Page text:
The Magazine for Underwater Professionals
The Aberdeen Branch’s February evening meeting was held at the Robert Gordon University and kicked off with a joint presentation on the COBRA rebreather by Allan Nairn, director of diving at Rever Offshore, and Graeme Clark, head of sales for commercial diving products at JFD Global.
Graeme began the evening by identifying the problem statement; the supply of gas to the diver in the event of a loss of primary supply from the umbilical. The traditional solution (scuba) is limited by virtue of the volume of gas it is possible for the diver to carry, which is impacted by the depth at which the diver is working and limited through loss of gas as a result of scuba being open circuit.
Graeme took us through the various industry guidance and the calculations for the gas volumes required for the diver to be able to reach a place of safety, which clearly highlighted the limits of current solutions. Applying ALARP (as low as reasonably practicable) thinking and asking, “is it reasonably practicable to improve on scuba?”, had previously seen the introduction of secondary life support (SLS) systems. An SLS system does extend the time available for the diver to reach a place of safety, however the high cost of the systems, combined with an inability to test the integrity of the system prior to use resulted in a limited uptake.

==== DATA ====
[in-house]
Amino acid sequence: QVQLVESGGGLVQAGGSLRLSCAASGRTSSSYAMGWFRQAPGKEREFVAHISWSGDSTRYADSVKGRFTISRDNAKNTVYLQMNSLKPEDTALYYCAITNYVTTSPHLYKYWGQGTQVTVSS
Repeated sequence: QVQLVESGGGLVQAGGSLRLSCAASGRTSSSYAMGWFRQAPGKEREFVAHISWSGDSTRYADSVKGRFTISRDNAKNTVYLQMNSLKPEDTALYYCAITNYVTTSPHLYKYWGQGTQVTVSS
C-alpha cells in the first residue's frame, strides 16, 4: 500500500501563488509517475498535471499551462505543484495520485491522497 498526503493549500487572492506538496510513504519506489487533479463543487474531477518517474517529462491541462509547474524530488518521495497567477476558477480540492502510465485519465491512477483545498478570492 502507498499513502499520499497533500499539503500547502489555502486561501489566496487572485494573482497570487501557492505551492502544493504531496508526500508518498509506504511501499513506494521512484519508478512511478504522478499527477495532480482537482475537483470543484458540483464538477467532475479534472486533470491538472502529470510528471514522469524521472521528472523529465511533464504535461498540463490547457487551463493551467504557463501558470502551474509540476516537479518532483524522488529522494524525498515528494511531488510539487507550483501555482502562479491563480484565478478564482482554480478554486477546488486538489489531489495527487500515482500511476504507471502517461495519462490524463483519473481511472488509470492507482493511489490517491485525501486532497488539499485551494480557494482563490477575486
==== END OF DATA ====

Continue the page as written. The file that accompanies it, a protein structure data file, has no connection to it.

It was at this point that JFD developed COBRA (compact bailout rebreather apparatus), demonstrating ALARP in providing a practicable solution to significantly extend the time available for a diver to reach a place of safety. Graeme highlighted the key features of COBRA: offline positive pressure (to continuously ensure system integrity); warmth and hydration (to ensure the soda lime bed is always ready for use); rapid recharge (for ease of operation); and single turn activation (for ease of use). Subsequently, COBRA has been fully certified as a sat diving emergency breathing system, the only system in the world to achieve such certification.